Public Health and Primary CareCASE REPORTS

Hepatectomy Cures a Cough: Giant Cavernous Hemangioma in a Patient With Persistent Cough

M. Joshua Shellenberger, DO; Robert Smith, MD; Chintalapati Varma, MD; Anil Kotru, MD; Manoj Maloo, MD; and Heather Gerst, DO
Notes and Affiliations
Notes and Affiliations

Received: January 14, 2010

Accepted: April 15, 2010

Published: November 1, 2010

J Osteopath Med; 110(11): 675-677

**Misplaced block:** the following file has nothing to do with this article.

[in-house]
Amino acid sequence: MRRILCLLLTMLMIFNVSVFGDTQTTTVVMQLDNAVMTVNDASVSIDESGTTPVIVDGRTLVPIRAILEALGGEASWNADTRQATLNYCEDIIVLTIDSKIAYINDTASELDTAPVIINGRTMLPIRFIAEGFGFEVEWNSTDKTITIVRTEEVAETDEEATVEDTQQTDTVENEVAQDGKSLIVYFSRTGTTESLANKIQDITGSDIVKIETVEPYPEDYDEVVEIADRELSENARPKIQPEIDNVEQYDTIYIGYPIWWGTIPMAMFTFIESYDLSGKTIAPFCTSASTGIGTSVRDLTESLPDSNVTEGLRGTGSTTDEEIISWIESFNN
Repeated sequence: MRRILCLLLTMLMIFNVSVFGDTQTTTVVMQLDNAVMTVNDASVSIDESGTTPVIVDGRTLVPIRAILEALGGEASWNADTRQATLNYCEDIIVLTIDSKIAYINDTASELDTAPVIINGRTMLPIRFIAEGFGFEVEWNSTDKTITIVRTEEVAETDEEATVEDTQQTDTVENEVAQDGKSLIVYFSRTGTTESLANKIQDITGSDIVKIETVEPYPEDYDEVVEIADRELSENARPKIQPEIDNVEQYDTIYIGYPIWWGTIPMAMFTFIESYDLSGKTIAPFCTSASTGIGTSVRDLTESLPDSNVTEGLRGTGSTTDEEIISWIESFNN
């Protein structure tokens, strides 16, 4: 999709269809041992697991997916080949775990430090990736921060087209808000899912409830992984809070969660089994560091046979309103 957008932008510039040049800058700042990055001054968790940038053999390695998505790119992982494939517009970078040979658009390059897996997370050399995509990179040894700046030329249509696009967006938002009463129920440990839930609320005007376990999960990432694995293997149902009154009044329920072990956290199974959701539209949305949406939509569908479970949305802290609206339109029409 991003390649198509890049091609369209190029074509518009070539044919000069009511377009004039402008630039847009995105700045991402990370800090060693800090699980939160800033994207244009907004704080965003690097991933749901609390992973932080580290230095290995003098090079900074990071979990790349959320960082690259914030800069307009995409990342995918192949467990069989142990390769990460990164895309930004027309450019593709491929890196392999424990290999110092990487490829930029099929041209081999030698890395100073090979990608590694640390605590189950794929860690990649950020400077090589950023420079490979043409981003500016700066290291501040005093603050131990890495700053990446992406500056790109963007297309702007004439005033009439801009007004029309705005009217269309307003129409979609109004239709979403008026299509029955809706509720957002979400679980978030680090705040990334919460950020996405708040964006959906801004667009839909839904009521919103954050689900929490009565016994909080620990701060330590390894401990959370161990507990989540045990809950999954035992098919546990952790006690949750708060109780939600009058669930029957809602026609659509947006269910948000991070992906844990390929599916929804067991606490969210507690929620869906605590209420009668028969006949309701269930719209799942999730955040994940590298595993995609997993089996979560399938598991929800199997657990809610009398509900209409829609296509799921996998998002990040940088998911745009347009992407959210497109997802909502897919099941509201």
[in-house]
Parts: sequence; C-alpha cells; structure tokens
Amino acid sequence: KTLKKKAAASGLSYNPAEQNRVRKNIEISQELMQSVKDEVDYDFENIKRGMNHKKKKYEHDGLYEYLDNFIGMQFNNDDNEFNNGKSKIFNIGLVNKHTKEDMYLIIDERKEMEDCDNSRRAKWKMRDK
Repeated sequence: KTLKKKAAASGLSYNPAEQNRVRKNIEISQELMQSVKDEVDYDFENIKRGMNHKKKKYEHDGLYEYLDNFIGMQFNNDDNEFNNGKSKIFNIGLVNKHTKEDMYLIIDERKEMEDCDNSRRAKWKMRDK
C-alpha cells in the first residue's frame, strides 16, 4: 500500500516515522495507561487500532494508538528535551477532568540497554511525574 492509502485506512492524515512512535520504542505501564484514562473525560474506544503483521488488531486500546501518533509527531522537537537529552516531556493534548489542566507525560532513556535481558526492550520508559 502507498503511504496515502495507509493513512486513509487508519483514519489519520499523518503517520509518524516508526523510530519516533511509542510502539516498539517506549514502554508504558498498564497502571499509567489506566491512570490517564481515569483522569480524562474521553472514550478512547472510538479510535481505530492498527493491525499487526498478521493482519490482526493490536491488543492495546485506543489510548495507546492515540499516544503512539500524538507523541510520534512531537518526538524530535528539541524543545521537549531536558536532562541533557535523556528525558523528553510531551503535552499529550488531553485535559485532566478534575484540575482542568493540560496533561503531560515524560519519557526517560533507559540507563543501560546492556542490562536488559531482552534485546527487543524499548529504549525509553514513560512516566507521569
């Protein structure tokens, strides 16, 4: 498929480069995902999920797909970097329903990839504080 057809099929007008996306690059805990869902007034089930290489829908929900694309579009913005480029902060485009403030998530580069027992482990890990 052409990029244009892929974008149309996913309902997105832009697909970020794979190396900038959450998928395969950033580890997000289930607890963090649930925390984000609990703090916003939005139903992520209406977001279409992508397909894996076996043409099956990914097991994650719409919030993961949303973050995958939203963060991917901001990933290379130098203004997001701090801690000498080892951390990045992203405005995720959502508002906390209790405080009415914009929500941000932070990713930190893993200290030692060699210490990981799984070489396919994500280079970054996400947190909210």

Cavernous hemangiomas are the most common type of benign liver tumor. Although these tumors are often asymptomatic, they can occur with an array of symptoms. The authors describe a case of a 51-year-old man who presented to the emergency department with a relentless cough, nausea, and abdominal pain. Results of a computed tomography scan suggested the patient had a giant cavernous hemangioma on his liver; microscopic evaluation confirmed this diagnosis. The hemangioma was initially deemed unresectable and the patient was treated with one session of hepatic artery embolization. The embolization was unsuccessful at easing the patient’s symptoms, however, and a hepatic lobectomy and resection was performed. After surgical intervention, the patient’s symptoms resolved. The present case illustrates an unusual instance in which chronic cough was cured through hepatectomy for giant cavernous hemangioma. To our knowledge, no reports of coughing as a primary symptom of giant cavernous hemangioma have been previously reported in the literature.

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